kids version of Laugh In, the program was barely on the air longer than it took to air their four episodes in September and October. It was
missed by most fans (who were older) and didn't serve to attract a younger audience, either. A pre-superstardom Tom Petty appeared on
bass alongside Twilley, Seymour, and Pitcock (Tom had guested on guitar on the album on "Looking For The Magic," and was just starting
his long run of hits).
Another brief fall tour was undertaken in November to promote the album, and the band turned in some remarkable shows, in
spite of sometimes being booked as the opening act to some extremely ill-suited punk acts and over-the-hill rockers. The band were
performing their only cover, an excellent version of The Soul Survivors' "Expressway (To Your Heart)." Again, several radio concerts were
broadcast. At some point, Twilley hopes to release a Dwight Twilley Band live album drawn from Oct. '76 and Oct. '77 performances taped
for radio broadcast.
Some recording also continued into late 1977 and early 1978, but nothing has ever been released from this period. Songs like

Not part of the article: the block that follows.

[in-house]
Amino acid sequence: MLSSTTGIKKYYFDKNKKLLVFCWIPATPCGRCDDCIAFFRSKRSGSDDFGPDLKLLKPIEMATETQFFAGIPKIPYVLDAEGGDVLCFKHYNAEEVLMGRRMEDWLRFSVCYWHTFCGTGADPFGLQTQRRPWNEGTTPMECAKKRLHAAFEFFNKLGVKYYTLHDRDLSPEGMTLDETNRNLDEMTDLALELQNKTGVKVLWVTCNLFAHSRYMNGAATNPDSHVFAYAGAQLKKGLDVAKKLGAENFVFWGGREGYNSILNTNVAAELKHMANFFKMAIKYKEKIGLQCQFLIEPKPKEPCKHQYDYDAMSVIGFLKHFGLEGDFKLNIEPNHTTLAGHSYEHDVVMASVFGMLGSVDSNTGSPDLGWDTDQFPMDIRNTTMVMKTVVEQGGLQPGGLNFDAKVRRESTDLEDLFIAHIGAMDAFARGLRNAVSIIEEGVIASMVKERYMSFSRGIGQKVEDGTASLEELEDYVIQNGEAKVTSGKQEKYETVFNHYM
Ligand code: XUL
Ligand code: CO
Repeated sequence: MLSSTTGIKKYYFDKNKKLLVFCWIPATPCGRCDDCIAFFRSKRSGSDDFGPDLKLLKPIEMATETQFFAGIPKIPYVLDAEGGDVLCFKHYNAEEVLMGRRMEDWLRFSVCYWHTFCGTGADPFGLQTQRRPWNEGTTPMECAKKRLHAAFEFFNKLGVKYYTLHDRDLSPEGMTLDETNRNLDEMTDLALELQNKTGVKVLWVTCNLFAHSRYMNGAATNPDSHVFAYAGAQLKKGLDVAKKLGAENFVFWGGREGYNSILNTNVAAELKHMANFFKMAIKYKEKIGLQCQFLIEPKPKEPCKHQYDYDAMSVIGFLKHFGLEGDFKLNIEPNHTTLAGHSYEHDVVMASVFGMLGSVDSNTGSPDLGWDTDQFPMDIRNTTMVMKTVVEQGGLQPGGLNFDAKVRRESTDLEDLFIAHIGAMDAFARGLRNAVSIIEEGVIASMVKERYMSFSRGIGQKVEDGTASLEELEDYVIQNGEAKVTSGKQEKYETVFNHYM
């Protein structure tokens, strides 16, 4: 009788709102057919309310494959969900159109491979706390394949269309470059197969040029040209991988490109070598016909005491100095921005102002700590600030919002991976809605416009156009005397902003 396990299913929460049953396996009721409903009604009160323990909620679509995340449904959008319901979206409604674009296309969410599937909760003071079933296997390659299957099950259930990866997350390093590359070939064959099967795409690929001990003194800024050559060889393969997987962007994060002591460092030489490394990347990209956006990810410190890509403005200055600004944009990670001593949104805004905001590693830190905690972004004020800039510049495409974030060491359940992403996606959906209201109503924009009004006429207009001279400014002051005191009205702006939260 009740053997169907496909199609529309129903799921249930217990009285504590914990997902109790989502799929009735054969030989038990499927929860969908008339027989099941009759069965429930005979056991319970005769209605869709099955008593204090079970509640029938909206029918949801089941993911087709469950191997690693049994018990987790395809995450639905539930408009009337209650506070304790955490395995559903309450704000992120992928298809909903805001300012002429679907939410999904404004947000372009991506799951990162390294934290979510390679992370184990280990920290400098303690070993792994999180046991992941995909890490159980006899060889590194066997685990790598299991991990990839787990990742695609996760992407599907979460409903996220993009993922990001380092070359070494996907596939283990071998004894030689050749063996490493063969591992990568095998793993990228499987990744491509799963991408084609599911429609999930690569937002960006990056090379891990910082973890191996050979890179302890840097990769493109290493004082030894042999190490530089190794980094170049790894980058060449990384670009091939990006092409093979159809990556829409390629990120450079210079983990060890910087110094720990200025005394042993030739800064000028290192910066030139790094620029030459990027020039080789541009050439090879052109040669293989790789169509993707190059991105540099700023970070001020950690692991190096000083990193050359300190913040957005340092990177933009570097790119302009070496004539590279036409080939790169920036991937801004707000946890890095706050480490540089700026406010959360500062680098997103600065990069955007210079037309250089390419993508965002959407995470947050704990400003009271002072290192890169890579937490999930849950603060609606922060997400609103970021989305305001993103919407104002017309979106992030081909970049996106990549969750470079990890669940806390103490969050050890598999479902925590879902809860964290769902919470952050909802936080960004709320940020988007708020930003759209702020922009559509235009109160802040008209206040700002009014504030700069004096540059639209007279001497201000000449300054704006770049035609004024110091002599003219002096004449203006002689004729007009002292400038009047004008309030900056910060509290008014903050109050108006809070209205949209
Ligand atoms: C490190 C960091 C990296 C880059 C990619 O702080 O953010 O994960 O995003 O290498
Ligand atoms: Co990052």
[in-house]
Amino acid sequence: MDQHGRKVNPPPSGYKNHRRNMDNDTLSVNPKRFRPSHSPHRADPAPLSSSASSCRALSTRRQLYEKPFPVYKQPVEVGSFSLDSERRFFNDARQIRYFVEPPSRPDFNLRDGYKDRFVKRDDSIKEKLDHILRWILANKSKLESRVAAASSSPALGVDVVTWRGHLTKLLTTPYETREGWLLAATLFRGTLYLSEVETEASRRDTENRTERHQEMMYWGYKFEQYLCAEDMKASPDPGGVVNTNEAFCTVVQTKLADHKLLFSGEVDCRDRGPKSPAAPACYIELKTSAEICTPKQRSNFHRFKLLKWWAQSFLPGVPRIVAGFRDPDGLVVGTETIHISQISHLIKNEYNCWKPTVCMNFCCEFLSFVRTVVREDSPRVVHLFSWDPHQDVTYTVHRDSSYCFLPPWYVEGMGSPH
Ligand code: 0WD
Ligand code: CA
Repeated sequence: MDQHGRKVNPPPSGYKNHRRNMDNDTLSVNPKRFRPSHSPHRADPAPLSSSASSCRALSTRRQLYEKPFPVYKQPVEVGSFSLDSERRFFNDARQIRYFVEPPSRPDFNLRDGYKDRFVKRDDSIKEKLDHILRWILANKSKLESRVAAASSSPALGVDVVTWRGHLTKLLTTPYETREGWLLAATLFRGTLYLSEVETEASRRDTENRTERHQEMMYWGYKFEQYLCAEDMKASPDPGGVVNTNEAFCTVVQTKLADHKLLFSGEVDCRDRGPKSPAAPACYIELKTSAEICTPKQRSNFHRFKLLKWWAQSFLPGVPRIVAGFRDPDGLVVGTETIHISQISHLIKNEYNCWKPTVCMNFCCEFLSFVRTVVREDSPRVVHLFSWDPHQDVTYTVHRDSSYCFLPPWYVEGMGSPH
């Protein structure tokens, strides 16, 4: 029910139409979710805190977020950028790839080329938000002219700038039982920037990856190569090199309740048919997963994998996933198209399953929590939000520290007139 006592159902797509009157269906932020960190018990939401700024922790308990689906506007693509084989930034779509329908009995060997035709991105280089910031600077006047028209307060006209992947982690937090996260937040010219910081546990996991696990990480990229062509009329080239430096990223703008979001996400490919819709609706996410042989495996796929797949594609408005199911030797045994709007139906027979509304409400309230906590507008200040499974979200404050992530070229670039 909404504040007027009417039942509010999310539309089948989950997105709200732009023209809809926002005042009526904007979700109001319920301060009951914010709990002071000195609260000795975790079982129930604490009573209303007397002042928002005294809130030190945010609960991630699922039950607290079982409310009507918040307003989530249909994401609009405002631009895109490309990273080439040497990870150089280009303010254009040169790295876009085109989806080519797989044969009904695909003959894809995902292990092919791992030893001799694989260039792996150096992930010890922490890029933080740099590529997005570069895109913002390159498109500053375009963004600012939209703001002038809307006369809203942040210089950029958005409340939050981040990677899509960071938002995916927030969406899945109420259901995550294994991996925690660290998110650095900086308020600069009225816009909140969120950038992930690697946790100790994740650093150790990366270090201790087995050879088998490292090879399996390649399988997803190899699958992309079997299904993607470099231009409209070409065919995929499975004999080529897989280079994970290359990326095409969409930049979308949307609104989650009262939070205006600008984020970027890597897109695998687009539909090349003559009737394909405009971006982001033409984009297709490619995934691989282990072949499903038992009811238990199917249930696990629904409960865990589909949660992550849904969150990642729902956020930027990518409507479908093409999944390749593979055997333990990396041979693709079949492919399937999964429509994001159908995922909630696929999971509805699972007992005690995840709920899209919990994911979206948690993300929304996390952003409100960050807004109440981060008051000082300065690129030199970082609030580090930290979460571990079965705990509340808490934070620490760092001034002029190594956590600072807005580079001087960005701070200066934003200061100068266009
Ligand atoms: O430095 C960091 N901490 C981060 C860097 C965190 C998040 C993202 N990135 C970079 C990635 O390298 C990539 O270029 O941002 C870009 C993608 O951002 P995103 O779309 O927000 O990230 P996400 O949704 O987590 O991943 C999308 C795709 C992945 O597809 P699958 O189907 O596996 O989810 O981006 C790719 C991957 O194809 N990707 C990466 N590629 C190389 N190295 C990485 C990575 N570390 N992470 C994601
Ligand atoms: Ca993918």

"Treehouse" date from around this time.
By early 1978, with the release of the final of the three singles, "Looking For the Magic" (impossibly rare in its picture sleeve
version, darned rare even as a black label stock copy!), the band was beginning to give up hope. They were booked to appear on Don
Kirschner's Rock Concert in April, 1978; the band, which included Twilley, Seymour, Pitcock, Robbie Armstrong, and Bingo Sloan, performed
four songs: "Twilley Don't Mind," "Trying To Find My Baby," (these two survive, and we think Dwight's two lead vocals were:) "Here She
Come," and "Chance To Get Away." It was an amazing performance, and a seriously incongruous appearance, alongside The Sylvers in their
silver spacesuits, and Kansas. In a bit of bad luck so typical for The Dwight Twilley Band, this appearance, which might well have put the